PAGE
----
• Vision is where you aspire to be. Your vision statement is what you will achieve in the future, the results you want to reach for, the measurable impact you want to make. Your vision reminds you what the difference you make will look like, what change will happen. Vision aligns leaders and followers. It is an ongoing process of aligning your mission with your purpose. Vision keeps you on course, to fulfill your purpose.
  • Impact is what matters: What are the strategic goals that align with your purpose, and what are the measurable results of achieving your vision?

The difference between purpose mission vision impact Aespire BrandingA good mission statement and vision statement are best suited for internal organizational guidance. Purpose keeps you focused on why you exist, vision aligns you with your goal, and mission empowers how you will accomplish it. Done well, it will inspire and motivate you every day, and just might inspire your audience.

To inspire your followers, you'll want to focus on a purpose statement that articulates why your organization matters, and why your cause is meaningful. Open up to who you are, what you do, and why what you do matters. Communicate your values, revealing the character that guides your culture. Your audience will connect more deeply with the higher purpose, character, and vision of your organization, than with even the most effective mission statement.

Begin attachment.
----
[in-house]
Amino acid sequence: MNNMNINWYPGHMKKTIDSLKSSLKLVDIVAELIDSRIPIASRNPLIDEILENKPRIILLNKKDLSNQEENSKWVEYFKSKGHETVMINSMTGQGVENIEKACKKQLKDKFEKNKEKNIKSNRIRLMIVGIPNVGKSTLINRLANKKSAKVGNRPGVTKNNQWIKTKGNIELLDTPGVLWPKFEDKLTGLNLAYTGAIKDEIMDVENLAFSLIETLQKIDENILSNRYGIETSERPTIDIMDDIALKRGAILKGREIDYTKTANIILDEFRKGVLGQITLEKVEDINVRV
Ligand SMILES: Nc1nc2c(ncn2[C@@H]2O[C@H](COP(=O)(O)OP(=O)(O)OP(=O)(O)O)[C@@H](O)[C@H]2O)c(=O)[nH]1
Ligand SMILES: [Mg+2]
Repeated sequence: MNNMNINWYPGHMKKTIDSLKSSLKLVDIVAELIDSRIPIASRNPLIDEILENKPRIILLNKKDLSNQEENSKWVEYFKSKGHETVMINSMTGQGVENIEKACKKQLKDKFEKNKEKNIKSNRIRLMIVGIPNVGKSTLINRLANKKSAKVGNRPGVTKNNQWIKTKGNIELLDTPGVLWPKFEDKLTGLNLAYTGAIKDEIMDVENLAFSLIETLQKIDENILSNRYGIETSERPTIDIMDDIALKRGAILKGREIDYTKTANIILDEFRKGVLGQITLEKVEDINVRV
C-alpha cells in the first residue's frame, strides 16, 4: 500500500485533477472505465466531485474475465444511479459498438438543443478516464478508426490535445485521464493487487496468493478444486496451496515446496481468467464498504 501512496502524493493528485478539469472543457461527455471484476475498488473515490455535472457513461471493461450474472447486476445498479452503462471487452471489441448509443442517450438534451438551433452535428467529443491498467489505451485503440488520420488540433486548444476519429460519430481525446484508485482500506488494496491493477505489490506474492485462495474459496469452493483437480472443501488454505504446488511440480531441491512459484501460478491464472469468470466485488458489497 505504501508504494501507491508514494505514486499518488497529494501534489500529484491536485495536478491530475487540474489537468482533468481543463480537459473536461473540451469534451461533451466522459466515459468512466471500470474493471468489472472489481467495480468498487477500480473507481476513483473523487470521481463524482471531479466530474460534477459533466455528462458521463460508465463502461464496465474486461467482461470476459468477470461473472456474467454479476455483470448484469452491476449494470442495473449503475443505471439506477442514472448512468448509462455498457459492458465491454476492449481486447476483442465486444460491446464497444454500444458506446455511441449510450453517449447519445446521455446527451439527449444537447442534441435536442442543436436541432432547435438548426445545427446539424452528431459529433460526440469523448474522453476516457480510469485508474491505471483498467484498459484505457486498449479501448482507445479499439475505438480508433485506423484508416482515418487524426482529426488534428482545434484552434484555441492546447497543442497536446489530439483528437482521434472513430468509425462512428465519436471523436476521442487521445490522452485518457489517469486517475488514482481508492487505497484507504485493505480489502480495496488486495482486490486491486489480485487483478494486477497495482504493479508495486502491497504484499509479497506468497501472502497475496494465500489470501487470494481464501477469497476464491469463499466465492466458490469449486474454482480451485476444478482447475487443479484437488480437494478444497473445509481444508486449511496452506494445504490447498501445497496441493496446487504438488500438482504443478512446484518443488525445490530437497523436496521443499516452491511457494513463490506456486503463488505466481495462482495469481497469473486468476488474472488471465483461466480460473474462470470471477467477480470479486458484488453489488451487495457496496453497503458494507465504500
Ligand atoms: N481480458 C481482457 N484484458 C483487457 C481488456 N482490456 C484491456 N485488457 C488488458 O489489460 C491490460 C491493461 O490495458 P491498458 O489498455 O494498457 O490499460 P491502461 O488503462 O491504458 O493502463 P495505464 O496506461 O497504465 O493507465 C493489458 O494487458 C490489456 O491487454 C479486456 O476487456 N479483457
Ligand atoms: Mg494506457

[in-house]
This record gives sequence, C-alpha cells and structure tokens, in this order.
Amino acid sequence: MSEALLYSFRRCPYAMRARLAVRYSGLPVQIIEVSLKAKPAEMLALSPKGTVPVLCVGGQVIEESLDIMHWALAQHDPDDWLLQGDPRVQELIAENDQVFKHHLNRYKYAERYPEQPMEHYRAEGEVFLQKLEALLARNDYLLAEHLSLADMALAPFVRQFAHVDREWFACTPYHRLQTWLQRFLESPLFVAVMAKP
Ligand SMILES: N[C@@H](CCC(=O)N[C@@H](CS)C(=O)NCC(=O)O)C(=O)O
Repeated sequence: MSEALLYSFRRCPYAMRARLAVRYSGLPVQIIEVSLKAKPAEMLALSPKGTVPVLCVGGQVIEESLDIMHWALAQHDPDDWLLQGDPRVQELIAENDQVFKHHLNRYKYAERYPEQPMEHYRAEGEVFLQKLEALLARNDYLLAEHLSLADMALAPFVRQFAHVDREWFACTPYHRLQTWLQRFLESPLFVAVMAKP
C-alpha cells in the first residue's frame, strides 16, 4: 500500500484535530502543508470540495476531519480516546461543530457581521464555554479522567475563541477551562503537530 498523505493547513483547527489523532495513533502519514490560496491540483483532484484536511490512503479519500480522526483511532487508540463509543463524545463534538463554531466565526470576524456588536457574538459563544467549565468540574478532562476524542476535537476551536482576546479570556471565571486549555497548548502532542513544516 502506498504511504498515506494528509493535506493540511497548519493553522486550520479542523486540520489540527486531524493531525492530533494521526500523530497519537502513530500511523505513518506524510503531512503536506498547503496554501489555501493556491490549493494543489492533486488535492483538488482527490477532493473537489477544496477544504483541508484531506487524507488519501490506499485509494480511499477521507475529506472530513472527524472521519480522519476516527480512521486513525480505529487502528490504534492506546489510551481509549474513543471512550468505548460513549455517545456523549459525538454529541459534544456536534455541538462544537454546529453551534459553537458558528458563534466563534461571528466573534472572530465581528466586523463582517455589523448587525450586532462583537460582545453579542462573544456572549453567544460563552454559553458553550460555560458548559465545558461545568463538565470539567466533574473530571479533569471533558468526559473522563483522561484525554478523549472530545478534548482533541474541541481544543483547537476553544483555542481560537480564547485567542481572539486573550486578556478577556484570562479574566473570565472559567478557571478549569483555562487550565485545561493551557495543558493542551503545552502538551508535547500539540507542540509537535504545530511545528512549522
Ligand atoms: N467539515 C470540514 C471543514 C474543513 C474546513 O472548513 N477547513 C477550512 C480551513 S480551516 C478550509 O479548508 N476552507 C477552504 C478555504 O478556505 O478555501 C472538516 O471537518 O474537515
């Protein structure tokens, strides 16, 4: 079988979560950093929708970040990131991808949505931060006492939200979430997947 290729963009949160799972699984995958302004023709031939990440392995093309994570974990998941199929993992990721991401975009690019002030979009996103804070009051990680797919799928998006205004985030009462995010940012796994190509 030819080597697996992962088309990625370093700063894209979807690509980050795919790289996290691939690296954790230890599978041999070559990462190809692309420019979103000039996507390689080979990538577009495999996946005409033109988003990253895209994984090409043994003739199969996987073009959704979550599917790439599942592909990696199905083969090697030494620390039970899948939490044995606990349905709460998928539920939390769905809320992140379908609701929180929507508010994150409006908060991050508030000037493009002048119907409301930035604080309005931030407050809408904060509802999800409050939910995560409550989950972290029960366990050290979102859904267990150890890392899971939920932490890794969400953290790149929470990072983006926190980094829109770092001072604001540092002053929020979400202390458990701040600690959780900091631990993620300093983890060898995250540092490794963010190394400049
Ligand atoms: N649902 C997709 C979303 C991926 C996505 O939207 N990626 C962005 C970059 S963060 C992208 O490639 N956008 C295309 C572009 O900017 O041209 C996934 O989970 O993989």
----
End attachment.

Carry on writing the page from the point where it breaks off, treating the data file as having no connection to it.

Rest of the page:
Your company’s values and purpose are best shared through a compelling narrative and stories, not your mission statement.

When your audience knows why your organization matters, they will know if your cause is meaningful. When a supporter connects with your purpose, they will believe in your mission. When they all align, you will achieve greater impact for the cause you care about. Purpose is the foundation of mission and vision, but impact is what matters.

Listen to what your followers are saying: “Tell me what you believe. Inspire me in a way that speaks to my mind, and touches my heart. Point me to a higher calling that gives me meaning, and connects my heart with yours.”

“Through your culture – your character in action — inspire me with the values that guide how you interact and communicate with me. Make me part of your community that is working for the greater good.”

“Then you will have inspired me, and I will follow.”


raise your voice cause manifesto 75pxFollow In The Company of Prayer and receive a brief email to start your day. Explore the difference between purpose, mission, and vision in Raise Your Voice: A Cause Manifesto.